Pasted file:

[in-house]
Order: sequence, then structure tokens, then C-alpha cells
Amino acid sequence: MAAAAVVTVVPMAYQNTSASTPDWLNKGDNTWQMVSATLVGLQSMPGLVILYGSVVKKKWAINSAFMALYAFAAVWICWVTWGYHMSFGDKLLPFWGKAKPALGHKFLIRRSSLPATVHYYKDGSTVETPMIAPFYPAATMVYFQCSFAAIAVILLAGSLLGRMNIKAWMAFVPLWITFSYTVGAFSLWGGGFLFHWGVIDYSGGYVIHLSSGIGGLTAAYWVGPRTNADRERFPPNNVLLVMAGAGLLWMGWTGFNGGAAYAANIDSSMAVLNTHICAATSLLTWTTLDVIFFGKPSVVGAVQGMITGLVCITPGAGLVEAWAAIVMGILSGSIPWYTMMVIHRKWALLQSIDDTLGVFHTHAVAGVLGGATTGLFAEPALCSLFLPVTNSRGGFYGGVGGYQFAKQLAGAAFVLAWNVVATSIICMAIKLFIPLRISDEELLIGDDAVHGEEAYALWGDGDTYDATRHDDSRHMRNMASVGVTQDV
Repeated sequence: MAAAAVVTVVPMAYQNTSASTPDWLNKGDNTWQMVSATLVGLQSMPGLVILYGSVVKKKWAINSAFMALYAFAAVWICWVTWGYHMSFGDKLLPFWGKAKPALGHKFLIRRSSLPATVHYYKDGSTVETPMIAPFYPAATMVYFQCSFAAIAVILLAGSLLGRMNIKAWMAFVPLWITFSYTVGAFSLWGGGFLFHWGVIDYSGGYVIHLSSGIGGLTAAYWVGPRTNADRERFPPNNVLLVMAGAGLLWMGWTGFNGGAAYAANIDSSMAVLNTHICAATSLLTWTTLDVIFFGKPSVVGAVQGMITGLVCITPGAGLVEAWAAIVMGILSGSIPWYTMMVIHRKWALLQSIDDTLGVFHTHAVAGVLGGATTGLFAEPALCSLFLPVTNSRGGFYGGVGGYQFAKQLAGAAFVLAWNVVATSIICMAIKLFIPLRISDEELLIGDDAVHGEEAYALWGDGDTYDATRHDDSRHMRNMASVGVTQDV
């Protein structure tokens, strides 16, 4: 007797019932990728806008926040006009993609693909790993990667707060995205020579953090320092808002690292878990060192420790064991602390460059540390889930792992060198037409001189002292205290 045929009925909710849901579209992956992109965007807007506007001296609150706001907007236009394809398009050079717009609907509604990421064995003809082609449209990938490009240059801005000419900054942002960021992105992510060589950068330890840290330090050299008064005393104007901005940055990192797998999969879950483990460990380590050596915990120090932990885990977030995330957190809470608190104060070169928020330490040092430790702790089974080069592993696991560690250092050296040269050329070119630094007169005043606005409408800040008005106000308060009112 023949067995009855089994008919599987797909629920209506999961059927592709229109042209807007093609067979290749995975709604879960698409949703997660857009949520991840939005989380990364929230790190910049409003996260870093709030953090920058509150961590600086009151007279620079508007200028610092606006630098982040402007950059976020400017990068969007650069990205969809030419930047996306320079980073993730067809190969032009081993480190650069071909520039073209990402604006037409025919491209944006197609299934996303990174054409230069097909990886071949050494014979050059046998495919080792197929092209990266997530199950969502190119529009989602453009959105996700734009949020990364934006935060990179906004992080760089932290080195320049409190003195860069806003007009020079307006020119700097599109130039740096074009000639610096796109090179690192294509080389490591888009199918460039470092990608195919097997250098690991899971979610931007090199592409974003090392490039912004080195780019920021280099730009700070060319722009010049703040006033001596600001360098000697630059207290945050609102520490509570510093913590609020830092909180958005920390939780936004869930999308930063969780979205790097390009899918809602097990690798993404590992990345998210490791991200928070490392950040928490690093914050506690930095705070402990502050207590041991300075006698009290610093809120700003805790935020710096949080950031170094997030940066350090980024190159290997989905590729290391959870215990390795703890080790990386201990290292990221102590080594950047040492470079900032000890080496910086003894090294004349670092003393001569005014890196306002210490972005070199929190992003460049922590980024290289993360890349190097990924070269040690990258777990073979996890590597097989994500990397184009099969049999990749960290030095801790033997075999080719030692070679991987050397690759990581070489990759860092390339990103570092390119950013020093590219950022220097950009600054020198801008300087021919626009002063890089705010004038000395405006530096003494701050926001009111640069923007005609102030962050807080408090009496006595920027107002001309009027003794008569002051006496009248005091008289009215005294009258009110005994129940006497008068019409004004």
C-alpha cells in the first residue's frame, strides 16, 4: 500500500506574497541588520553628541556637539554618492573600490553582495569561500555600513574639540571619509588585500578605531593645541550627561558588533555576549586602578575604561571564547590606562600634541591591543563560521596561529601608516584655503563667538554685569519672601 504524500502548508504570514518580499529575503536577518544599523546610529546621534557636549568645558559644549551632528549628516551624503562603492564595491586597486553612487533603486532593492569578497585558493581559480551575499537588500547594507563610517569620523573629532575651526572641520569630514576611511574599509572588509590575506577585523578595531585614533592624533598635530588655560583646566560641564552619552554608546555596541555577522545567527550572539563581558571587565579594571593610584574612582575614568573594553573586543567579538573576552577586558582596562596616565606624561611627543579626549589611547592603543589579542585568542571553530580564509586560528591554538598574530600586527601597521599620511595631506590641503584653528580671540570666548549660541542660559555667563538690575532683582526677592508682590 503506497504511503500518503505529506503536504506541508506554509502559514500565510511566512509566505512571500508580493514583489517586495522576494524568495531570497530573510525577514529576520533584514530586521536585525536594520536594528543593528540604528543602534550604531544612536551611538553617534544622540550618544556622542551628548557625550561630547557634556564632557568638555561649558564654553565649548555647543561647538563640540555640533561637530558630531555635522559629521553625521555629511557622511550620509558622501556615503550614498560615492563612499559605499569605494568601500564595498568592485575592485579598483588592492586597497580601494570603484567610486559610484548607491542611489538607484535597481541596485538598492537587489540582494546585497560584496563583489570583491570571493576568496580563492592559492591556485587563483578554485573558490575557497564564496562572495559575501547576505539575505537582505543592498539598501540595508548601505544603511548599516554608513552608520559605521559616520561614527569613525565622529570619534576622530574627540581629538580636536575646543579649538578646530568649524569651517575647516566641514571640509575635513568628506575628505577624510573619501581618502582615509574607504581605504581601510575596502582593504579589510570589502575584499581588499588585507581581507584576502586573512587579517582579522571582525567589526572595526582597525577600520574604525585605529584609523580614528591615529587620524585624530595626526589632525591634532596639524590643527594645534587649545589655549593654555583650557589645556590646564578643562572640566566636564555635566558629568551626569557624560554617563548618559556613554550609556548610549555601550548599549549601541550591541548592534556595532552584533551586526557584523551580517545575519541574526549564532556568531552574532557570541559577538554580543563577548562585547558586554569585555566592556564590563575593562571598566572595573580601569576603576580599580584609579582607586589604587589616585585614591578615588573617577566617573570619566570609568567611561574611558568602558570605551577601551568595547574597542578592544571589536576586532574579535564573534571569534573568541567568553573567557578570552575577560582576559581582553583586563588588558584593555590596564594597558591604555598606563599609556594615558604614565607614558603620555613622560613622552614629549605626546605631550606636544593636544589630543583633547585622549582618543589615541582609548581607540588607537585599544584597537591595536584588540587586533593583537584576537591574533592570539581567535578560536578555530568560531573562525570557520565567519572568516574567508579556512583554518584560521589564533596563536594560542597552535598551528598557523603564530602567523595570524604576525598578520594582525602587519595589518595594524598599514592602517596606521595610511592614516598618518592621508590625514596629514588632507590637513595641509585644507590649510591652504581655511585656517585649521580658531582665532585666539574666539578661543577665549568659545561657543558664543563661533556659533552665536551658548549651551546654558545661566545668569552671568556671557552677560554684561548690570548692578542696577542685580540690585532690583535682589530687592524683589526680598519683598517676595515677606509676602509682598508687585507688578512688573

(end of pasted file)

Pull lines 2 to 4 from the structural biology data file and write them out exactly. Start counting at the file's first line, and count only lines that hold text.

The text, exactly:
Order: sequence, then structure tokens, then C-alpha cells
Amino acid sequence: MAAAAVVTVVPMAYQNTSASTPDWLNKGDNTWQMVSATLVGLQSMPGLVILYGSVVKKKWAINSAFMALYAFAAVWICWVTWGYHMSFGDKLLPFWGKAKPALGHKFLIRRSSLPATVHYYKDGSTVETPMIAPFYPAATMVYFQCSFAAIAVILLAGSLLGRMNIKAWMAFVPLWITFSYTVGAFSLWGGGFLFHWGVIDYSGGYVIHLSSGIGGLTAAYWVGPRTNADRERFPPNNVLLVMAGAGLLWMGWTGFNGGAAYAANIDSSMAVLNTHICAATSLLTWTTLDVIFFGKPSVVGAVQGMITGLVCITPGAGLVEAWAAIVMGILSGSIPWYTMMVIHRKWALLQSIDDTLGVFHTHAVAGVLGGATTGLFAEPALCSLFLPVTNSRGGFYGGVGGYQFAKQLAGAAFVLAWNVVATSIICMAIKLFIPLRISDEELLIGDDAVHGEEAYALWGDGDTYDATRHDDSRHMRNMASVGVTQDV
Repeated sequence: MAAAAVVTVVPMAYQNTSASTPDWLNKGDNTWQMVSATLVGLQSMPGLVILYGSVVKKKWAINSAFMALYAFAAVWICWVTWGYHMSFGDKLLPFWGKAKPALGHKFLIRRSSLPATVHYYKDGSTVETPMIAPFYPAATMVYFQCSFAAIAVILLAGSLLGRMNIKAWMAFVPLWITFSYTVGAFSLWGGGFLFHWGVIDYSGGYVIHLSSGIGGLTAAYWVGPRTNADRERFPPNNVLLVMAGAGLLWMGWTGFNGGAAYAANIDSSMAVLNTHICAATSLLTWTTLDVIFFGKPSVVGAVQGMITGLVCITPGAGLVEAWAAIVMGILSGSIPWYTMMVIHRKWALLQSIDDTLGVFHTHAVAGVLGGATTGLFAEPALCSLFLPVTNSRGGFYGGVGGYQFAKQLAGAAFVLAWNVVATSIICMAIKLFIPLRISDEELLIGDDAVHGEEAYALWGDGDTYDATRHDDSRHMRNMASVGVTQDV